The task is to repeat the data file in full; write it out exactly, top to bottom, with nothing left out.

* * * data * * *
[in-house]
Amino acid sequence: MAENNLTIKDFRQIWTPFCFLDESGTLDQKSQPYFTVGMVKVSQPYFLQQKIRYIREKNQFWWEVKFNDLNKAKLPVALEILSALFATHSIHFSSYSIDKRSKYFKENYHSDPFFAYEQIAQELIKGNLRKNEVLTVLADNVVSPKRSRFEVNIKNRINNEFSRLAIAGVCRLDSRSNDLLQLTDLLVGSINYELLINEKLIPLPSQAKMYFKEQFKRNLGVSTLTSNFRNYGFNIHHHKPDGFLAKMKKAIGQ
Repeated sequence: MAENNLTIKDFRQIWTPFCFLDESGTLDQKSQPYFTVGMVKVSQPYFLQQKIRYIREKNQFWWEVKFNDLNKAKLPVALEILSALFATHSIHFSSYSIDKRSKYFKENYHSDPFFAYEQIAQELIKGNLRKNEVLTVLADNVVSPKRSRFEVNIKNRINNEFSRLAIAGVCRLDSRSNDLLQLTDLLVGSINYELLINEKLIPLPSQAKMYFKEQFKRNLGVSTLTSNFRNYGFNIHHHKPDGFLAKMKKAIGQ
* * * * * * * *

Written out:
[in-house]
Amino acid sequence: MAENNLTIKDFRQIWTPFCFLDESGTLDQKSQPYFTVGMVKVSQPYFLQQKIRYIREKNQFWWEVKFNDLNKAKLPVALEILSALFATHSIHFSSYSIDKRSKYFKENYHSDPFFAYEQIAQELIKGNLRKNEVLTVLADNVVSPKRSRFEVNIKNRINNEFSRLAIAGVCRLDSRSNDLLQLTDLLVGSINYELLINEKLIPLPSQAKMYFKEQFKRNLGVSTLTSNFRNYGFNIHHHKPDGFLAKMKKAIGQ
Repeated sequence: MAENNLTIKDFRQIWTPFCFLDESGTLDQKSQPYFTVGMVKVSQPYFLQQKIRYIREKNQFWWEVKFNDLNKAKLPVALEILSALFATHSIHFSSYSIDKRSKYFKENYHSDPFFAYEQIAQELIKGNLRKNEVLTVLADNVVSPKRSRFEVNIKNRINNEFSRLAIAGVCRLDSRSNDLLQLTDLLVGSINYELLINEKLIPLPSQAKMYFKEQFKRNLGVSTLTSNFRNYGFNIHHHKPDGFLAKMKKAIGQ